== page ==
A master’s is an all-round enriching experience that forces one to broaden one’s horizons and think outside the box.
I have seen students burning their parent's cash in London and then at the end of the course they are extremely worried about recovering the costs specially with the pay-scale in India.
Law schools need to create incentives to enable students to take up work that they are passionate about, rather than doing a bewildering number of internships for the sole reason that other law students are.
The LL.M. is a broad-ranging experience so the purpose cannot be anything but subjective. Ask yourself why you want to do it and this will likely yield answers to when and where you would like to pursue it.
The MLF programme at the University of Oxford is a unique blend wherein the candidates are taught basics of finance while the law subjects focus on these basic concepts and explain how law and policy would attempt to address gaps.
If you are not truthful in your application process, you may not be able to show your passion in the interview stage or get caught by the Interviewer as they are highly experienced people.
The Chevening Scholarship provides you with a platform to connect with the global community of more than 50,000 scholars around the globe in diversified domains.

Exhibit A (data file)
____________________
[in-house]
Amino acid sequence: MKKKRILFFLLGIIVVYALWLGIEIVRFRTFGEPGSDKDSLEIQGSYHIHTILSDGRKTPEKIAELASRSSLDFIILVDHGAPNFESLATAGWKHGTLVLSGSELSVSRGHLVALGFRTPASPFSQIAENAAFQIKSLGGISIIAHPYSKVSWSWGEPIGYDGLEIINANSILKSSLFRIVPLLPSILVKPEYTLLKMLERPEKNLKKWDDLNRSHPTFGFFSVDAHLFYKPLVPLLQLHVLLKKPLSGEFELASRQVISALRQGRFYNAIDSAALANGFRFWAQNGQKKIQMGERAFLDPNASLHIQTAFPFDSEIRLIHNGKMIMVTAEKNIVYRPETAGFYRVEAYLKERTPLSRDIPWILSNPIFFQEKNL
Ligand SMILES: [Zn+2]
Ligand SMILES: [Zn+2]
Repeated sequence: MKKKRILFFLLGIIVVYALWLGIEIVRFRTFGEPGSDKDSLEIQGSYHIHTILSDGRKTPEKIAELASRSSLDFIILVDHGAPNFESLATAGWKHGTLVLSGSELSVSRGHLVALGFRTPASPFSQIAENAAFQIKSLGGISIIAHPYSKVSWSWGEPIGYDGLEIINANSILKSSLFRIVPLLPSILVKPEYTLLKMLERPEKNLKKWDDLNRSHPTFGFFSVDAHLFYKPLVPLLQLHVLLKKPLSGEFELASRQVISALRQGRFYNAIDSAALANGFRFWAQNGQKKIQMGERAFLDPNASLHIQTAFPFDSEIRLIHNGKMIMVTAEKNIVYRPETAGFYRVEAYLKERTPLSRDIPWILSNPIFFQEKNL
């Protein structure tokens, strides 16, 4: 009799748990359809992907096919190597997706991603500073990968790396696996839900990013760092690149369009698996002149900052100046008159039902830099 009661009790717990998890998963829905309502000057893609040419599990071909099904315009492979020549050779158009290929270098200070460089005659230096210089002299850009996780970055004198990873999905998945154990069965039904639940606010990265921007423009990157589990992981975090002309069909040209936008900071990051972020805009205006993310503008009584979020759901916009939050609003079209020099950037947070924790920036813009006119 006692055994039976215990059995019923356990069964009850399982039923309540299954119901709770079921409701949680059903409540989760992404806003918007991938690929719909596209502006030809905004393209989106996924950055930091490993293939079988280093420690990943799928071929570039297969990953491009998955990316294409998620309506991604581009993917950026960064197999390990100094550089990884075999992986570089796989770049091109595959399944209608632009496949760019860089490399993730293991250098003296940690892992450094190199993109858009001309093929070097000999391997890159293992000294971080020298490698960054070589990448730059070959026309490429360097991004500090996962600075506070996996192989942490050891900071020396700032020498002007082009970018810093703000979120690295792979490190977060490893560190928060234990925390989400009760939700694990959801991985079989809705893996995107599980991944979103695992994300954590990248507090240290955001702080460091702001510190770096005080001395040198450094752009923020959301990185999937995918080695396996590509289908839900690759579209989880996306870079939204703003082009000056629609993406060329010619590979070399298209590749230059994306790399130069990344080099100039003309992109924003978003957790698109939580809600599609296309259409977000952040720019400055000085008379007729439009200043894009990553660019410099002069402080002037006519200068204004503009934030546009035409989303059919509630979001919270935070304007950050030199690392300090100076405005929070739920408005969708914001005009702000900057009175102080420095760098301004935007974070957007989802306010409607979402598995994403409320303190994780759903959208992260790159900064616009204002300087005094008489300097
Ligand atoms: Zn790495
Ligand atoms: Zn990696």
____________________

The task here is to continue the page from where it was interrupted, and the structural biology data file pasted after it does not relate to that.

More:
For me, the fact that a candidate has an LLM degree is not automatically impressive. What matters is whether the degree and the experience have added any real value to him/her.
Just make sure that your topic is of interest to you. Not something that’s popular or which others think should be researched on.
our Law School is not “ancient” nor would we want to be. We’ve been educating lawyers for 50 years and our teaching is informed by current research.
Here at NUS, the research community is vibrant and very active and invites all the doctoral students to research workshops where doctoral candidates as well as faculty present their research and seek comments.
While India is a growing hub for law opportunities, I personally do think it is quite behind other developed countries like the UK in regards to infrastructure, globalisation and international exposure
First Person Accounts (FPA’s) are meant to provide a first-hand account of law graduates who have pursued, or are pursuing, a post-graduate course (LL.M. or otherwise) from different universities across the world. Sneha Priya Yanappa is graduate of Symbiosis Law School, Pune (BA LLB '18) and a BCL candidate at the University of Oxford ('19). In this … Continue reading First Person Accounts: Sneha Priya Yanappa on the BCL, Oxford University
Raushan Tara Jaswal is an incoming LL.M. candidate at the University of Cambridge, and is also the recipient of the Commonwealth Shared Scholarship.
"Research helps you find and create knowledge, but teaching within and outside the classroom enables you to disseminate and discuss that knowledge."
I would advise today’s law graduate to first qualify to practice in India, before going abroad to pursue post graduate studies.